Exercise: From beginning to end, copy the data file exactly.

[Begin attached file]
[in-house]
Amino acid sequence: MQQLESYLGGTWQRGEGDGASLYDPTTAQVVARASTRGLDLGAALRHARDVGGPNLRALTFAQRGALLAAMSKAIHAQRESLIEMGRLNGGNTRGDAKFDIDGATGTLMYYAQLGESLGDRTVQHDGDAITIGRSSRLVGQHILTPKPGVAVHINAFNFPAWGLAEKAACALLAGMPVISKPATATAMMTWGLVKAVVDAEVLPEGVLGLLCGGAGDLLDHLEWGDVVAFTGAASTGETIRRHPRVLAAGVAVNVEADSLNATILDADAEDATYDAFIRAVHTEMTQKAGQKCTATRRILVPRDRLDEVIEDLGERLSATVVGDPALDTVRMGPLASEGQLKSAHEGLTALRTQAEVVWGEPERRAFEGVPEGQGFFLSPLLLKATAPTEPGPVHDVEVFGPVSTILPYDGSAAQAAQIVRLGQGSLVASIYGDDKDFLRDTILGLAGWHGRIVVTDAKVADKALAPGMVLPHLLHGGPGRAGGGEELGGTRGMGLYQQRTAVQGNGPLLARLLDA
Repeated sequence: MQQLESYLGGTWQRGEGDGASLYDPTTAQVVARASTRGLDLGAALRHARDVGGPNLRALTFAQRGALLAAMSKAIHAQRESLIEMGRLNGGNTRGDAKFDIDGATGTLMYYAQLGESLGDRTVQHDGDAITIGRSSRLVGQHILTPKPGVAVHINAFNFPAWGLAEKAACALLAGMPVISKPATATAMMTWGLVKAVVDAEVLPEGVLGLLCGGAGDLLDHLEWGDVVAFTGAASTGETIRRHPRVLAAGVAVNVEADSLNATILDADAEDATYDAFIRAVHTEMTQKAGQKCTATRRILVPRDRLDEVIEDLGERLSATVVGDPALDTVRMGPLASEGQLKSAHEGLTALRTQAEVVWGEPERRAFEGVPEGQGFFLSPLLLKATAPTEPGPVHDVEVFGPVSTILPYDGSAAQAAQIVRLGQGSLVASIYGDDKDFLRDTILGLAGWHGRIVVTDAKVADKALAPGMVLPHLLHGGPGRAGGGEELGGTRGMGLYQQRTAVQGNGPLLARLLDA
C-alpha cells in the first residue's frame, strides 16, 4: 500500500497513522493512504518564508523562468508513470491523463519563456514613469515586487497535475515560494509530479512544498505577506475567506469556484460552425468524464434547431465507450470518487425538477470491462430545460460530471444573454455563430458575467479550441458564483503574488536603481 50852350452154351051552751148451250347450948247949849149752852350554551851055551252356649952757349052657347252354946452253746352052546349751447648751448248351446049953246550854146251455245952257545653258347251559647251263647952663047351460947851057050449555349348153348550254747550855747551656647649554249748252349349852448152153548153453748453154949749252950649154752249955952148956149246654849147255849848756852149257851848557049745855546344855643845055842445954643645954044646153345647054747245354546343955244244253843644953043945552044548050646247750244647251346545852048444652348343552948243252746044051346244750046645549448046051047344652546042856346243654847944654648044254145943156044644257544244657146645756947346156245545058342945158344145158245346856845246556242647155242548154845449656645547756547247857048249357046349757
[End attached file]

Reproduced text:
[in-house]
Amino acid sequence: MQQLESYLGGTWQRGEGDGASLYDPTTAQVVARASTRGLDLGAALRHARDVGGPNLRALTFAQRGALLAAMSKAIHAQRESLIEMGRLNGGNTRGDAKFDIDGATGTLMYYAQLGESLGDRTVQHDGDAITIGRSSRLVGQHILTPKPGVAVHINAFNFPAWGLAEKAACALLAGMPVISKPATATAMMTWGLVKAVVDAEVLPEGVLGLLCGGAGDLLDHLEWGDVVAFTGAASTGETIRRHPRVLAAGVAVNVEADSLNATILDADAEDATYDAFIRAVHTEMTQKAGQKCTATRRILVPRDRLDEVIEDLGERLSATVVGDPALDTVRMGPLASEGQLKSAHEGLTALRTQAEVVWGEPERRAFEGVPEGQGFFLSPLLLKATAPTEPGPVHDVEVFGPVSTILPYDGSAAQAAQIVRLGQGSLVASIYGDDKDFLRDTILGLAGWHGRIVVTDAKVADKALAPGMVLPHLLHGGPGRAGGGEELGGTRGMGLYQQRTAVQGNGPLLARLLDA
Repeated sequence: MQQLESYLGGTWQRGEGDGASLYDPTTAQVVARASTRGLDLGAALRHARDVGGPNLRALTFAQRGALLAAMSKAIHAQRESLIEMGRLNGGNTRGDAKFDIDGATGTLMYYAQLGESLGDRTVQHDGDAITIGRSSRLVGQHILTPKPGVAVHINAFNFPAWGLAEKAACALLAGMPVISKPATATAMMTWGLVKAVVDAEVLPEGVLGLLCGGAGDLLDHLEWGDVVAFTGAASTGETIRRHPRVLAAGVAVNVEADSLNATILDADAEDATYDAFIRAVHTEMTQKAGQKCTATRRILVPRDRLDEVIEDLGERLSATVVGDPALDTVRMGPLASEGQLKSAHEGLTALRTQAEVVWGEPERRAFEGVPEGQGFFLSPLLLKATAPTEPGPVHDVEVFGPVSTILPYDGSAAQAAQIVRLGQGSLVASIYGDDKDFLRDTILGLAGWHGRIVVTDAKVADKALAPGMVLPHLLHGGPGRAGGGEELGGTRGMGLYQQRTAVQGNGPLLARLLDA
C-alpha cells in the first residue's frame, strides 16, 4: 500500500497513522493512504518564508523562468508513470491523463519563456514613469515586487497535475515560494509530479512544498505577506475567506469556484460552425468524464434547431465507450470518487425538477470491462430545460460530471444573454455563430458575467479550441458564483503574488536603481 50852350452154351051552751148451250347450948247949849149752852350554551851055551252356649952757349052657347252354946452253746352052546349751447648751448248351446049953246550854146251455245952257545653258347251559647251263647952663047351460947851057050449555349348153348550254747550855747551656647649554249748252349349852448152153548153453748453154949749252950649154752249955952148956149246654849147255849848756852149257851848557049745855546344855643845055842445954643645954044646153345647054747245354546343955244244253843644953043945552044548050646247750244647251346545852048444652348343552948243252746044051346244750046645549448046051047344652546042856346243654847944654648044254145943156044644257544244657146645756947346156245545058342945158344145158245346856845246556242647155242548154845449656645547756547247857048249357046349757